The practice of applying mulches for the production of vegetables dates back thousands of years (Coolong, 2012; Rowe-Dutton, 1957). A primary purpose for using mulches is for weed suppression in the crop to be grown. Mulches typically function by blocking light or creating environmental conditions that can prevent germination or suppress weed growth shortly after germination. However, numerous other benefits are often obtained including increased earliness, moisture conservation, temperature regulation of the root zone and aboveground growing environment, reduced nutrient leaching, altered insect and disease pressures, and in some instances, reduced soil compaction or improved soil organic matter (Diaz-Perez, 2010; Lamont, 1993, 2005; Ngouajio and McGiffen, 2004). Currently, polyethylene (plastic) film-mulches are the primary mulch used in vegetable production for in-row weed control; however, weed control between rows can be a significant challenge for some producers. Weeds can hinder access for crop maintenance and harvesting activities affecting yields (Law et al., 2006). Weed control is especially challenging for organic growers. In a national survey of organic growers, weed control was ranked as their number one research priority (Walz, 1999).
Using hay and wheat straw mulches between rows of plastic is a chemical-free weed control option that adds organic matter to the soil and can control weeds on the edges of plastic mulch beds where control by other methods may be difficult. Organic mulches between rows can also reduce soil splash during rains (Stall, 2008). The weed control effectiveness may also be dependent on the quantity of mulch used. Schonbeck (1996) considered 7 to 10 tons/acre of hay or wheat straw to be sufficient for weed control, while 4 to 5 tons/acre were not. However, rye (Secale cereale)-based mulches applied at a rate of 2.3 tons/acre were adequate for controlling weeds in summer-grown cabbage (Brassica oleracea var. capitata) in Poland, suggesting that local environmental factors will likely have an impact on the effectiveness of varying rates of organic mulches (Zaniewicz-Bajkowska, 2009).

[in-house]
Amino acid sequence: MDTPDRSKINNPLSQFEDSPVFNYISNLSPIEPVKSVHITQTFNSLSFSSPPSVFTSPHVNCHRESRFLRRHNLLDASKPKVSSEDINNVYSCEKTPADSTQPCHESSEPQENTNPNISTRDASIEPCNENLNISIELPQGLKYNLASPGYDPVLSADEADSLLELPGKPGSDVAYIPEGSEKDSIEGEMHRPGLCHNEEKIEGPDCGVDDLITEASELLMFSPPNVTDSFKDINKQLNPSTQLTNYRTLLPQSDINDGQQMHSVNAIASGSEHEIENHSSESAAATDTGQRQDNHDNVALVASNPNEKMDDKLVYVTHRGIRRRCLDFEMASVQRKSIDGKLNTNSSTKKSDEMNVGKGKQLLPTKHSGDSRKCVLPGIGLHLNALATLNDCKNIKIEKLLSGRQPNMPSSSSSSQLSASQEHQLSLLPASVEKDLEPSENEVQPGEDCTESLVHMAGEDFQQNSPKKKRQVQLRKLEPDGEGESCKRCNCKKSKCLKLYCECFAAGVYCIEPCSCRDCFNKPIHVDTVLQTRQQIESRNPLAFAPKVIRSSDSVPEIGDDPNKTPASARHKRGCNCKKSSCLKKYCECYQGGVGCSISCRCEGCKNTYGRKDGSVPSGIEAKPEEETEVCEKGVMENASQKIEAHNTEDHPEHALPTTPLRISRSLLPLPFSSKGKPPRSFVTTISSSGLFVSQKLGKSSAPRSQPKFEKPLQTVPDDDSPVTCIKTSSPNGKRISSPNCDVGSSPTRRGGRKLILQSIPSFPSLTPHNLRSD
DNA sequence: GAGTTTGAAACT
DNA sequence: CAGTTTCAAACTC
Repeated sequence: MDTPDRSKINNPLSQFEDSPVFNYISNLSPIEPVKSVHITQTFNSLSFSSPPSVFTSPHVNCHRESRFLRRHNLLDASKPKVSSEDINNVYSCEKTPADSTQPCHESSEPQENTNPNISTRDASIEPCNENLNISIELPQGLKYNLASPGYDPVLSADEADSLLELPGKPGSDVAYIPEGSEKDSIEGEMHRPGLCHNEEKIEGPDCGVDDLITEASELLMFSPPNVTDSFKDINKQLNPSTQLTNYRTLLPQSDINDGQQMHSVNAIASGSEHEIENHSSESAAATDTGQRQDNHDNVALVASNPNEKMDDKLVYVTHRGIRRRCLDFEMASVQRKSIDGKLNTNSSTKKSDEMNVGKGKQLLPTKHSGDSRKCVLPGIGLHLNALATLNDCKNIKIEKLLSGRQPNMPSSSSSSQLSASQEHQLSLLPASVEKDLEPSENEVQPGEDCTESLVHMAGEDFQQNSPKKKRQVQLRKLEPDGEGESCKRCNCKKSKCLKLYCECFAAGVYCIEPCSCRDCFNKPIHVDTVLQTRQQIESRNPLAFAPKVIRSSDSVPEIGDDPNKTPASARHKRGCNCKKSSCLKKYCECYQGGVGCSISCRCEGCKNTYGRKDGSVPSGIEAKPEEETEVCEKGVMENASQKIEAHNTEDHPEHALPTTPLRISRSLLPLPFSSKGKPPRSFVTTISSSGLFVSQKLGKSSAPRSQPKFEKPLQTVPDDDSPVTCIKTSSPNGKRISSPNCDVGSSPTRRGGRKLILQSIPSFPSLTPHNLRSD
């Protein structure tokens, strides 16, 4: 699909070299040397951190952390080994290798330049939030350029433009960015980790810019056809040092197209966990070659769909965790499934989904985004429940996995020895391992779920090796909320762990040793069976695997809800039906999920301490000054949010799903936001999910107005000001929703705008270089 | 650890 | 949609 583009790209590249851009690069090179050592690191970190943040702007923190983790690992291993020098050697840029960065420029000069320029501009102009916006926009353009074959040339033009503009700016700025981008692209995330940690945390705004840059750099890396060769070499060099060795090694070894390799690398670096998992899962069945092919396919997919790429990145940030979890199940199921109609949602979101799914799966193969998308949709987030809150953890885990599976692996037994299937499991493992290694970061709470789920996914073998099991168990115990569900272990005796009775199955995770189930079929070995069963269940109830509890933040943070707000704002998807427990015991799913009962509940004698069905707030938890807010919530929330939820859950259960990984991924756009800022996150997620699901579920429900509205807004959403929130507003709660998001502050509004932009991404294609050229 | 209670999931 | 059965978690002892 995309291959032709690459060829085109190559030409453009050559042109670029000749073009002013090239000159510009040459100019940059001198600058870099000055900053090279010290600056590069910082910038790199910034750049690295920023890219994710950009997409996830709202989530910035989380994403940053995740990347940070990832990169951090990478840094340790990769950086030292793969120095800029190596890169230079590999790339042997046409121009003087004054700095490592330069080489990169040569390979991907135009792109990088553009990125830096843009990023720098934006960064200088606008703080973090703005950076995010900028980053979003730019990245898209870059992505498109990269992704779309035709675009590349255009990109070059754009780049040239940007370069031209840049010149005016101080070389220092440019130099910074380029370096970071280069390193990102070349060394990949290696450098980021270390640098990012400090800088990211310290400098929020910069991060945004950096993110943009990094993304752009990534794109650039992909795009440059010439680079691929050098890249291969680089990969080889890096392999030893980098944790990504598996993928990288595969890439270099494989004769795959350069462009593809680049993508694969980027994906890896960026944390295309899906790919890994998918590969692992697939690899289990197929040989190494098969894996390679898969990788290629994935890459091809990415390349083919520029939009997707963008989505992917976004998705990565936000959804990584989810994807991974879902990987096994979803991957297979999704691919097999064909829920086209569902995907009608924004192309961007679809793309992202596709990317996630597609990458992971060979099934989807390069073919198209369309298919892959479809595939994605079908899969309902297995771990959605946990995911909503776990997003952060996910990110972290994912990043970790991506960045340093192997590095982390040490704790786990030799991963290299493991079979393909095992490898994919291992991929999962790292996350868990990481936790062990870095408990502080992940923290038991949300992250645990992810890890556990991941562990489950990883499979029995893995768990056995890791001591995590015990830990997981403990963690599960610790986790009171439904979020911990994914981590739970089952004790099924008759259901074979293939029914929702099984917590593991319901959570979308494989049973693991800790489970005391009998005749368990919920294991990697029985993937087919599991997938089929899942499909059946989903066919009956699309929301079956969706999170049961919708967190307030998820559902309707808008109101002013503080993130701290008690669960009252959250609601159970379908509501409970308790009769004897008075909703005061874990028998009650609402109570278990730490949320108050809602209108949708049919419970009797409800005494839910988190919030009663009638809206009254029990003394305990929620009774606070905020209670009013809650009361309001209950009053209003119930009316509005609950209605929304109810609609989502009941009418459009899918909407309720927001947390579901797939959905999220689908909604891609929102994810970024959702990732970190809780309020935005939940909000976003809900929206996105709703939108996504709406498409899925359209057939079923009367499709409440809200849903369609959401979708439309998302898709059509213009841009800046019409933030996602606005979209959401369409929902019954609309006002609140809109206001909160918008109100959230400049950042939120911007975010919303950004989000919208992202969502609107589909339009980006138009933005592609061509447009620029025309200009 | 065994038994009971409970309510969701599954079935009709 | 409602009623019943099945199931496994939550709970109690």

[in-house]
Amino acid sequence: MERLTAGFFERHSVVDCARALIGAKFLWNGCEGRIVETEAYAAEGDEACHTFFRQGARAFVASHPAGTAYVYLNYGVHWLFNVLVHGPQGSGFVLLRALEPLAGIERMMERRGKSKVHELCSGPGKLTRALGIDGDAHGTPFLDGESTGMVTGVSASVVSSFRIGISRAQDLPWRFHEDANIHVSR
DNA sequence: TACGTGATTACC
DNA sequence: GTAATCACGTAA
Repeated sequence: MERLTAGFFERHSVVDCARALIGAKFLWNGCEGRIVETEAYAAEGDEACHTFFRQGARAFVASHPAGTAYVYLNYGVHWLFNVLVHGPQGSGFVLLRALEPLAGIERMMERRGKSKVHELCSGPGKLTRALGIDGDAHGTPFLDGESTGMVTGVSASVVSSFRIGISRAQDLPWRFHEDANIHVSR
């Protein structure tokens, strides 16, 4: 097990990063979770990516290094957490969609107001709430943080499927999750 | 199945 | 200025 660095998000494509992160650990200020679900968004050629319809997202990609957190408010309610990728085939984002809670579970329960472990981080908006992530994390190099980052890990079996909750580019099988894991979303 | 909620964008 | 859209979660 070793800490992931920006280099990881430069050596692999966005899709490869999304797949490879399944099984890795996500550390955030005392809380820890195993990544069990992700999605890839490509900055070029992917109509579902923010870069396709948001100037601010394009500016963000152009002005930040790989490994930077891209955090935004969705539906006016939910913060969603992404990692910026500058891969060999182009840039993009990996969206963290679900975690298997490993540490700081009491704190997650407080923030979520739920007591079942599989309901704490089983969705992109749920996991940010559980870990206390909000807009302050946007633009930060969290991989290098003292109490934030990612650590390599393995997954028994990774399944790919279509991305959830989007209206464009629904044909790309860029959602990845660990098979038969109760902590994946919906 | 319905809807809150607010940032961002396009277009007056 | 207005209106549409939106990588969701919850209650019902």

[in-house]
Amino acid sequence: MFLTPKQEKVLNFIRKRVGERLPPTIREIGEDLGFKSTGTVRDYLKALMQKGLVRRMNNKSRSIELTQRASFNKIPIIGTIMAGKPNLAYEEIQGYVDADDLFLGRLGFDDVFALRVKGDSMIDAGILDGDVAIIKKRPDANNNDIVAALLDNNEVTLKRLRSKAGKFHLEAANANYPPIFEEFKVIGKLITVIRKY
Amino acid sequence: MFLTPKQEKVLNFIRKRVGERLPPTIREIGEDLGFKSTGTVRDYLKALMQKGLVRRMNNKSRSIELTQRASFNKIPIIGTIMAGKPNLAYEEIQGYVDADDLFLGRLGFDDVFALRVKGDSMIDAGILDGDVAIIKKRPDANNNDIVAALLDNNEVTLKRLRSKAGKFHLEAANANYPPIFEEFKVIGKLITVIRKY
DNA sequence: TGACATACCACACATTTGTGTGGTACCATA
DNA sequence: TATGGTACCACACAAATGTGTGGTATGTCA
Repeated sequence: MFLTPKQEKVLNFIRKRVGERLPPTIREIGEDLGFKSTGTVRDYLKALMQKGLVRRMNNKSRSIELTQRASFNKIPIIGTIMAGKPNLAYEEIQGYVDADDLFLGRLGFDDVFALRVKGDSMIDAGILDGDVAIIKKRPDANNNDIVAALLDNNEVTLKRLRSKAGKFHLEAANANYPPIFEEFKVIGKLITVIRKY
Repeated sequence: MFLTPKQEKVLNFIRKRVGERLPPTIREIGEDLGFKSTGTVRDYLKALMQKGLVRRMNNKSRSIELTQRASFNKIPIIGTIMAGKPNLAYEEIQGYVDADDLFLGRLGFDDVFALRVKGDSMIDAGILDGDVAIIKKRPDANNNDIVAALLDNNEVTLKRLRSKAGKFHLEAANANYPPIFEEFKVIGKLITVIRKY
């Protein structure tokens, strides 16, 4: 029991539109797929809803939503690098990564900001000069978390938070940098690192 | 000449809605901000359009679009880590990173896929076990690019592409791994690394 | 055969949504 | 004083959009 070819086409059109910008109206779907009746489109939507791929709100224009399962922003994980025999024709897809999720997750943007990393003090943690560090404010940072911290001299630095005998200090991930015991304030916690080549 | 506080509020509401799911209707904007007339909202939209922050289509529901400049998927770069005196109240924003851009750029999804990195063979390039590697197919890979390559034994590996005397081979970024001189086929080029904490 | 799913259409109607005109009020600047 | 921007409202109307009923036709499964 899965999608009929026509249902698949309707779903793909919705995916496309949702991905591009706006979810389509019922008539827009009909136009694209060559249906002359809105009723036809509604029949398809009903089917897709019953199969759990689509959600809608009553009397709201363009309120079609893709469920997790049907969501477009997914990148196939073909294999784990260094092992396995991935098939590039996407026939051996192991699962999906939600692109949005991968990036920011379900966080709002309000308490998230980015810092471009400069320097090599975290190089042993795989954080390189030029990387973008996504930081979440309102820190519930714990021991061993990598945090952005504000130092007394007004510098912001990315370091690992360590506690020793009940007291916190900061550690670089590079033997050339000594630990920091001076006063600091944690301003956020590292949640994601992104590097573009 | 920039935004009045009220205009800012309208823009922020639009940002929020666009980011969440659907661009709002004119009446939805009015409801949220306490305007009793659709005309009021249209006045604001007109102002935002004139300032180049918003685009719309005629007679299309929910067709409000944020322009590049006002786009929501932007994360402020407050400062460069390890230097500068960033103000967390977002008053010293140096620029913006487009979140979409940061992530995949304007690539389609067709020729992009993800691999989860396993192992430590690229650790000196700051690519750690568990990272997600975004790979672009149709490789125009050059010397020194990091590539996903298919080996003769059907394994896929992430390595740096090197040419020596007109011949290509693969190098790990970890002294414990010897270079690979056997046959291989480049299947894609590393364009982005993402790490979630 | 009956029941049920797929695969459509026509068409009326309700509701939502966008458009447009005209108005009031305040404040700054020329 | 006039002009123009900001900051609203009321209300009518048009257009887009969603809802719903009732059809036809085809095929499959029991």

Incorporating cultivation along with mulching can be important for achieving effective weed control. Law et al. (2006) reported that when organic mulches were applied early in the growing season without any prior mechanical cultivation, weed control was inadequate, resulting in low crop productivity. However, when mulches were applied after shallow cultivation of plots, adequate weed control was obtained throughout the harvesting season. According to Schonbeck (1996), many growers cultivate for several weeks after planting, and then apply mulches for effective weed control for the remaining part of the season.
Although hay and wheat straw mulches have many benefits, growers should be aware that mulch quality can also impact weed control effectiveness and introducing weed seeds can be a concern with organic-based hay and wheat straw mulches (Relf and McDaniel, 2004; Stall, 2008). Organic mulches tend to be more expensive in terms of materials and high application costs, especially for large-scale operations (Schonbeck, 2009). An alternative to the use of new hay or wheat straw for mulching that can cut costs substantially is to use old or spoiled hay that is no longer good for animal feed (Stout, 2011). Using round bales for mulching can also reduce the labor requirements considerably because there is more hay in each bale than in square bales. It is also notable that round bales can be handled mechanically and unrolled to peel off layers that are appropriate for mulching between rows of plastic. Tractor three-point-hitch-mounted bale unrollers that clamp on the center axis of round bales are used to lift and move large bales around and unroll them for feeding livestock. These implements carry the bale on the centerline of the tractor, so they cannot be used to unroll bales between rows of plastic because there is typically not enough space to drive the tractor between the rows. The objective of this study was to document the effects of modifying a traditional bale unroller such that the unroller could be offset a sufficient distance for the tractor to straddle the row of plastic and unroll the bale in the space between adjacent rows of plastic as well as test the efficacy of the modified unroller with several types of organic mulches for between-row weed control.
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